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Wednesday, April 08, 2009

d'Anconia, the Sage Source, Says Social Fabric Wearing Thin

My sage source has kindly developed a suitable name for his appearances on this august publication: meet Francisco d'Anconia. You know, because he's my friend, and I'm John Galt (if you don't know what all that's about, get busy on your Ayn Rand homework).

Cisco says, as he muses on the fact that the IMF has just upped its estimate of the losses in "toxic debt" incurred by banks and insurers, for at least the fourth time, "maybe, just possibly, $4 trillion will not be the final answer." This is because he knows certain disturbing facts: "the total notional value of CDS [credit default swaps] alone is something like $60 trillion (though the ISDA [Int'l Swaps and Derivatives Assoc.] can only guess, because "Over The Counter" means no market, no regulation, no oversight) and there are hundreds of trillions in interest rate swaps and other contracts without any adult supervision ... Taking William Black's fraud assessment at face value, we should probably start with a figure closer to $25 trillion, and conclude that the world's financial system is a hollow shell."

[Nota bene: Wm. Black appears to be a liberal (I take this from the fact that he says nothing about the role of the Community Reinvestment Act at points where it is obviously relevant in the above interview), but he's being brutally honest about the failure of Obama's financial/fiscal policy to date; do enjoy the video interview, because it's good stuff, and it's encouraging to see an apparent liberal be so straightforward.]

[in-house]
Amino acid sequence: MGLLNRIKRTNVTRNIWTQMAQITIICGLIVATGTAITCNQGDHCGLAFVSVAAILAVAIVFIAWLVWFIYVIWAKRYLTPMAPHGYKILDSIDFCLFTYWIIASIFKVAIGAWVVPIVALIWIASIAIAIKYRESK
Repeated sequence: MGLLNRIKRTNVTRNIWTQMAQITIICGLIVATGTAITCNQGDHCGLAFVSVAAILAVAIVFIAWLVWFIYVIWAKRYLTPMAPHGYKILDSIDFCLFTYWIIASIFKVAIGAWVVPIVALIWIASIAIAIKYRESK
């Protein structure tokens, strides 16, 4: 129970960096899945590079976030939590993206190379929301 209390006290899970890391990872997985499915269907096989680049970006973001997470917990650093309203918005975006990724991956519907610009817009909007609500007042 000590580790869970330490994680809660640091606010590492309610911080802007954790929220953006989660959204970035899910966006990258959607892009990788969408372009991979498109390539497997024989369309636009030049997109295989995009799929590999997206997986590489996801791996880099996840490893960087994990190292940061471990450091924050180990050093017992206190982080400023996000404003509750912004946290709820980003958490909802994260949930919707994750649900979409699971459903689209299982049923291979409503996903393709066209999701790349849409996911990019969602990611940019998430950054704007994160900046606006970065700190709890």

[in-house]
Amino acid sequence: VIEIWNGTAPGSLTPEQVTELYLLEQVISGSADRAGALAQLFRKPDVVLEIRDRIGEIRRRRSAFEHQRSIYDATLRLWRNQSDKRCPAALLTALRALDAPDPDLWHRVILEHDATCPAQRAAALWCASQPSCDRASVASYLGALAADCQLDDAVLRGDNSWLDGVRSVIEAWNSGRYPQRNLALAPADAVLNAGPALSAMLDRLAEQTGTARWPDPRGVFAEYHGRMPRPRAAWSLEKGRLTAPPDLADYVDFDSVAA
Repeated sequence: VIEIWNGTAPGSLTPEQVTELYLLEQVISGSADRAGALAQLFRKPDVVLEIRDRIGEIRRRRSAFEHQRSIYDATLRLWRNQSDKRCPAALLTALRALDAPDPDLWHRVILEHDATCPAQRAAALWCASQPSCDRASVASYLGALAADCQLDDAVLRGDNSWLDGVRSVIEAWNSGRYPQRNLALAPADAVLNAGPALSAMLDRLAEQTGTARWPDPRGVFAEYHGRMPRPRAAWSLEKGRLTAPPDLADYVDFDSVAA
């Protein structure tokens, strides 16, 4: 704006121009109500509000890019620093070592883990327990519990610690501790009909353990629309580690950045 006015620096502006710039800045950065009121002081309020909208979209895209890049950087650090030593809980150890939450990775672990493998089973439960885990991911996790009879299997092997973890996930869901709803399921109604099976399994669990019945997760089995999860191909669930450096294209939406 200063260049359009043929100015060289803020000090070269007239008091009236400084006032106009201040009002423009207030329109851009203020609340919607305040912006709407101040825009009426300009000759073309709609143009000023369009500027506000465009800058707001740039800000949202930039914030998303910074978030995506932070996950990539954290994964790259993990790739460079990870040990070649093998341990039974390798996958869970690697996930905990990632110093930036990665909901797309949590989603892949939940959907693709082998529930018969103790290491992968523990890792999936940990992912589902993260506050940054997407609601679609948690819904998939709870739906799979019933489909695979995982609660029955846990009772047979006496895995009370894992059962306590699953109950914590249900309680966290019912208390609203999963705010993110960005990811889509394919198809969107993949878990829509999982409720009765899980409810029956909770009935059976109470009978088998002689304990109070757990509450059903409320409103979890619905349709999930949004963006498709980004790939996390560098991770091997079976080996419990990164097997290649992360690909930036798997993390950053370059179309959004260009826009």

He has recently pointed me to a story about the collapse of the condo lifestyle in Miami:

And another on impending big losses for Wells Fargo (plus more for Fannie and Freddie) due to the bust up of another insurer, Triad Guaranty Inc.:
(Says Cisco, "Some of my most reliable sources are saying that the insurance industry is being sucked down with the banks, that big groups like Hartford have used poor risk management and invested heavily in stocks, and now are increasingly capital-impaired. Wait until people figure out that they've been wasting their money on car insurance and life insurance because the insurance co. doesn't have the wherewithal to pay the full claim.")

And another on people abandoning their boats (why not bilk the insurance company, after it has bilked the taxpayer? No, just kidding):

And another on banks abandoning their mortgage notes. Or something like that. Things are getting really, really confusing:

Senor d'Anconia concludes as a sage should:
" "A jobless recovery"--yep, it will be that. And a profitless recovery, a growthless recovery, and ultimately, a recovery-less recovery. The U.S. is a nation of liars, in a world of liars. The social fabric is wearing very thin."

We should all join Senor d'Anconia in buying out-of-the-way agricultural property in South America, and disappear ... Starve the Beast.


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